The scale of the problem of Alzheimer’s disease and dementia makes these conditions a significant financial burden
The scale of the problem of Alzheimer’s disease and dementia makes these conditions a significant financial burden
This article looks at the role that medicines management has to play in optimising care within the care home setting in older people with history of dementia for three reasons. Firstly, medicines use and procurement is one of the twelve quality, innovation, productivity and prevention (QIPP) priority areas and one of the few areas which is within direct control of the GP prescriber, therefore presenting opportunities to achieve rapid impact in terms of outcomes and spend Secondly, medication is one of the NICE quality standards for dementia in adults.Finally, the new GP led commissioners have a unique opportunity to shift the emphasis of medicines management away from purely cost savings, to quality and outcomes balanced against expenditure, keeping patients well, out of hospital and extending their quality and length of life.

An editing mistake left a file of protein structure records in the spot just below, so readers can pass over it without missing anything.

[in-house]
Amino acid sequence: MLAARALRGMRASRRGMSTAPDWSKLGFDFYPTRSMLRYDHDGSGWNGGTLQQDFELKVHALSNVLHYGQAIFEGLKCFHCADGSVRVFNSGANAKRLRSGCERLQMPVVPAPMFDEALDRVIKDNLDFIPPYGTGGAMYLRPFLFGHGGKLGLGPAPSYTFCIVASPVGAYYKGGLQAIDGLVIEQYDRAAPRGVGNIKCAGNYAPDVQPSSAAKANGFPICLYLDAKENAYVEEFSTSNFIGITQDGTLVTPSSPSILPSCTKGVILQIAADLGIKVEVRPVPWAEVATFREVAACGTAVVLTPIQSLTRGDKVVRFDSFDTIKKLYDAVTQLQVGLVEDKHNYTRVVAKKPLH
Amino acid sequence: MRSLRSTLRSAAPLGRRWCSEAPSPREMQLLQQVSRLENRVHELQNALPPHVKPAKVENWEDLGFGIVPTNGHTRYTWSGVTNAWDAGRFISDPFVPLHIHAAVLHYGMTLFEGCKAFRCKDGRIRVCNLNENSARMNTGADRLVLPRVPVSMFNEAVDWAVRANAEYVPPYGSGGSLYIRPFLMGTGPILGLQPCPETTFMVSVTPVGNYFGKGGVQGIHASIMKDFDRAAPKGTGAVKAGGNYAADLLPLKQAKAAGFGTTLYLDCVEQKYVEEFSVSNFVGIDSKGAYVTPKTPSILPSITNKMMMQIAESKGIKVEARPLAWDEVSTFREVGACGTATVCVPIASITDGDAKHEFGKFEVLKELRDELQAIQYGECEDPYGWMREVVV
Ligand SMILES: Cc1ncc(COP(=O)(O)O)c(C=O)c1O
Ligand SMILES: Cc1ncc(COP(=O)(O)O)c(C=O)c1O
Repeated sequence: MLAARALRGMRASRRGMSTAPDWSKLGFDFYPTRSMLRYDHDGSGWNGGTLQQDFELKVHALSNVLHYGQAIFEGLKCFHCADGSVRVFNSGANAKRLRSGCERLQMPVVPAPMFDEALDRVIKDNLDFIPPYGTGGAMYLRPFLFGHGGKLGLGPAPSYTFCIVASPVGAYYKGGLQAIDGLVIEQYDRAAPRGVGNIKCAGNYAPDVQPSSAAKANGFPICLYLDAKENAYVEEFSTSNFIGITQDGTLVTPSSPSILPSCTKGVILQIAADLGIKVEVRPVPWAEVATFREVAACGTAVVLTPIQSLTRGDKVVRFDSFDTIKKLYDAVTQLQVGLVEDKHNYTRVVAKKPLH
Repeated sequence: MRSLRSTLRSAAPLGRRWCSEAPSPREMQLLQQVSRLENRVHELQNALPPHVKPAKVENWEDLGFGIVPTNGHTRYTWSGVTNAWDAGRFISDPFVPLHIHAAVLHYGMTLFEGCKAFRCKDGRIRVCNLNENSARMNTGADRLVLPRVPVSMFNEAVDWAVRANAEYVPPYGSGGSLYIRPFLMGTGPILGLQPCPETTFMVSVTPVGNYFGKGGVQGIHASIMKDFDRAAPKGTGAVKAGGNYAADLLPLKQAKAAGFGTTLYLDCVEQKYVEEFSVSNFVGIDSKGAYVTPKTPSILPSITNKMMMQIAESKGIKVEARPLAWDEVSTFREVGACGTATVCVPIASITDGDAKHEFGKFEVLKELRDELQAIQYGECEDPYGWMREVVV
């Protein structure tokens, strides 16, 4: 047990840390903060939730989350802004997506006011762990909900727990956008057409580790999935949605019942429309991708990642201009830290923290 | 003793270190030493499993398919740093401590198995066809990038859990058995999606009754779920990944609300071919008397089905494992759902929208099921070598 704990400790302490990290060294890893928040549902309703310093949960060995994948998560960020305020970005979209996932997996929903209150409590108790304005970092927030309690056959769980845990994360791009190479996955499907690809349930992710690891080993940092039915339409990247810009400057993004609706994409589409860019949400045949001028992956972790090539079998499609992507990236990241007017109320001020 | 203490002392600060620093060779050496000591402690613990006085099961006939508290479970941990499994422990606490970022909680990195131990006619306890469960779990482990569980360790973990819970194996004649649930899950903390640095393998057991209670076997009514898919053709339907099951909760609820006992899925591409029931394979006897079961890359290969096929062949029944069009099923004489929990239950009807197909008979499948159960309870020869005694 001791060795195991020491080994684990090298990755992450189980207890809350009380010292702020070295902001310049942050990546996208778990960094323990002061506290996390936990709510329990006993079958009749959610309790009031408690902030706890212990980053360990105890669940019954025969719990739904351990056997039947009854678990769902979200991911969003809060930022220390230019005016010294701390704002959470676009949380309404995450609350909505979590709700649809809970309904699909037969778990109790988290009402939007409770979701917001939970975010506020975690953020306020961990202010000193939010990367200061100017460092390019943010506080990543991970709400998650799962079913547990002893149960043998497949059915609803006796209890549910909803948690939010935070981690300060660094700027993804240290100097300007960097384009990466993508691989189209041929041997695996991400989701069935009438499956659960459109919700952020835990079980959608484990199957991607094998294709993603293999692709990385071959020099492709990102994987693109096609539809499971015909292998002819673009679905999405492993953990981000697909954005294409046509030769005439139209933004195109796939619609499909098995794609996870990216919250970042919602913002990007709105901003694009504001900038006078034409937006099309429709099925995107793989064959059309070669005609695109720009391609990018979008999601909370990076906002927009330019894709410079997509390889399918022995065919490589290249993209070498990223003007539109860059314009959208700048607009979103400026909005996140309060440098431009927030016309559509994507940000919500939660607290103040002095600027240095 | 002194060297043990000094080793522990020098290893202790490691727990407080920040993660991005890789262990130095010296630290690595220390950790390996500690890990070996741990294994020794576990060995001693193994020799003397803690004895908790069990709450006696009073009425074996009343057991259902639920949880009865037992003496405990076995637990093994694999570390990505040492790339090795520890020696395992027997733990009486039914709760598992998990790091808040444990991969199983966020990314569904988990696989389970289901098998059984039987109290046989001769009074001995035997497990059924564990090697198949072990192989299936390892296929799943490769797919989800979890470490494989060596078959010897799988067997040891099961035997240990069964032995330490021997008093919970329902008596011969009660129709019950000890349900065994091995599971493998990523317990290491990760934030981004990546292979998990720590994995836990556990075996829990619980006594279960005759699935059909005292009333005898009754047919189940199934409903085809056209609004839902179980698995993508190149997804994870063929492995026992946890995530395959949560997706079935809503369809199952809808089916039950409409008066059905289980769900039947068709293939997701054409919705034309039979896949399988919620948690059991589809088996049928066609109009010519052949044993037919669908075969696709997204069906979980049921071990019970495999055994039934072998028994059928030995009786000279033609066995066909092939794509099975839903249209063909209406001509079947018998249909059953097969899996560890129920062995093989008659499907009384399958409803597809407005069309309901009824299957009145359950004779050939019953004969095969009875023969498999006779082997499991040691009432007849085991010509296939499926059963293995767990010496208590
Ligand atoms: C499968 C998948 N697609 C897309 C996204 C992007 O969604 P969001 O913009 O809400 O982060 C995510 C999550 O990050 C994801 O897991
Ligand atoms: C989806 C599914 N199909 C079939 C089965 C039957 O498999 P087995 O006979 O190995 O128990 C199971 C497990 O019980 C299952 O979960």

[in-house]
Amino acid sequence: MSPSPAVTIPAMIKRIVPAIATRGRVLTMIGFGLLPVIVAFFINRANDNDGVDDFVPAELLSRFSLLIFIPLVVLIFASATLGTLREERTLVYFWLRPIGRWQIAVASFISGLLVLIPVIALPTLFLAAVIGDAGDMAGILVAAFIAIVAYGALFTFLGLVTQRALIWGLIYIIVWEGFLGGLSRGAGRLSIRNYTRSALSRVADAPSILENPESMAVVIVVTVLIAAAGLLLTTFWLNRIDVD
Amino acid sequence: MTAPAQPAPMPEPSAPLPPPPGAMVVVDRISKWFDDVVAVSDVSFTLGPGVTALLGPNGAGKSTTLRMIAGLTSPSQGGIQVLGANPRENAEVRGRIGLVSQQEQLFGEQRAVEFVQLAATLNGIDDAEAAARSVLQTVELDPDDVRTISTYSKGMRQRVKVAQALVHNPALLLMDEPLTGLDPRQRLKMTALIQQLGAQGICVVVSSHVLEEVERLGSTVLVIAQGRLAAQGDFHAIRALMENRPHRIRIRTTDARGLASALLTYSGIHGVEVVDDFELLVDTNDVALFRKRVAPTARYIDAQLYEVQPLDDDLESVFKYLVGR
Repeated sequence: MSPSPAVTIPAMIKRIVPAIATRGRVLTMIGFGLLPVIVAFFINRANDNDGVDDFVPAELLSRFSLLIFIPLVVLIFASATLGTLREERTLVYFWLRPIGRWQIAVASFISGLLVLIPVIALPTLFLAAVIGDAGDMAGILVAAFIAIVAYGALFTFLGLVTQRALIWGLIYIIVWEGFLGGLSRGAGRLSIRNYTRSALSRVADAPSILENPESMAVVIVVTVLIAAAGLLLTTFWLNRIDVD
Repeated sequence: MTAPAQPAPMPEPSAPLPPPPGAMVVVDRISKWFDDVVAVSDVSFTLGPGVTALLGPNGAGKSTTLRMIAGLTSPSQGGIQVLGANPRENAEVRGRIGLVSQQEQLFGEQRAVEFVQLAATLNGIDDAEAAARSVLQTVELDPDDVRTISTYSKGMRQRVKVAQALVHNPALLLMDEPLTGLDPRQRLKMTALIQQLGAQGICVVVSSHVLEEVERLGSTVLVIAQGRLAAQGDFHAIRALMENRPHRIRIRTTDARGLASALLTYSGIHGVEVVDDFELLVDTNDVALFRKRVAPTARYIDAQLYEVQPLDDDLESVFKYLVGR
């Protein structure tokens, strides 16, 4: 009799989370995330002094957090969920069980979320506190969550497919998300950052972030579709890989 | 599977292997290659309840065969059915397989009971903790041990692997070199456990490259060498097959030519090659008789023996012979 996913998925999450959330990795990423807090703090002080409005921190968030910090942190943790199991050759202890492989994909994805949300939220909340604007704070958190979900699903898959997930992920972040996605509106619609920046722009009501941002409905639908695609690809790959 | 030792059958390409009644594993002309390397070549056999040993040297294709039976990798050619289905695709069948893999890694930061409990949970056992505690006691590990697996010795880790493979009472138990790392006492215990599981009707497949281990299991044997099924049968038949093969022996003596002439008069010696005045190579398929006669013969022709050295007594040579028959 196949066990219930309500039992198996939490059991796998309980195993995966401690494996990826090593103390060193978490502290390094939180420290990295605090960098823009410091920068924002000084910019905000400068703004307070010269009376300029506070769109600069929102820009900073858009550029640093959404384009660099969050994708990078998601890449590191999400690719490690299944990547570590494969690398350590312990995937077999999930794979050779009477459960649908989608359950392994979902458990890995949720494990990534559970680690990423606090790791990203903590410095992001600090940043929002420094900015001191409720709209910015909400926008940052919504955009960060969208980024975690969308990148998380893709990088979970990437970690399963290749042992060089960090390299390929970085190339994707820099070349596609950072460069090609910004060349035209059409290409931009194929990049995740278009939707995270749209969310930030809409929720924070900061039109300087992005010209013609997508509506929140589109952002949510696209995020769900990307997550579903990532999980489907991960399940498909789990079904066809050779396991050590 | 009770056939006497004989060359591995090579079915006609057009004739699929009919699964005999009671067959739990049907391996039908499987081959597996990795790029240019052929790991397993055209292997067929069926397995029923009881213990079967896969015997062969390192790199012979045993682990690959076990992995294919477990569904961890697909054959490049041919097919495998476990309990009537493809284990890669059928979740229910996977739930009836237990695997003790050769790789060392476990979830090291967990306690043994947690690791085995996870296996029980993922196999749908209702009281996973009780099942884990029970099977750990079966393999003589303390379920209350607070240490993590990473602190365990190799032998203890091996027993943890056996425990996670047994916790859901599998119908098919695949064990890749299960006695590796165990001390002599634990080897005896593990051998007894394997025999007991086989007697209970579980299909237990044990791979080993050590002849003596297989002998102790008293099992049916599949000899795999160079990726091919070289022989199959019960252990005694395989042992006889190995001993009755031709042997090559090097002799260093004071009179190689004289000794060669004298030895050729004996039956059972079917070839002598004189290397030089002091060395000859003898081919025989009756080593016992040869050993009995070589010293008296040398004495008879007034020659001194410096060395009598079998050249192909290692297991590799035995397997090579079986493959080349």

Dementia is a disease that costs relatively little in the way of medication but presents a significant financial burden on the NHS and the economy due to the care associated with dementia related complications. Complications develop due to the natural progression of the disease, but also due to lack of lifestyle modification, poor medication adherence and monitoring of the patient to evaluate the effectiveness of current treatment.
Scale of the problem
There are 800,000 people with dementia in the UK with numbers set to rise to over million by 2021. This will soar to 1.7 million by 2050.1 One in three people over 65 will die with dementia and more than 60% of all care home residents aged over 65 have a form of dementia. There are over 17,000 people under 65 with dementia in the UK, and it affects 11,000 people from black and minority ethnic groups in the UK. Dementia costs the UK over £23 billion a year and this figure will rise to £27 billion per annum by 2018.1 Unpaid carers supporting someone with dementia save the economy £8 billion a year. Dementia is one of the main causes of disability later in life, ahead of cancer, cardiovascular disease and stroke. As a country we spend much less on dementia than on these other conditions.1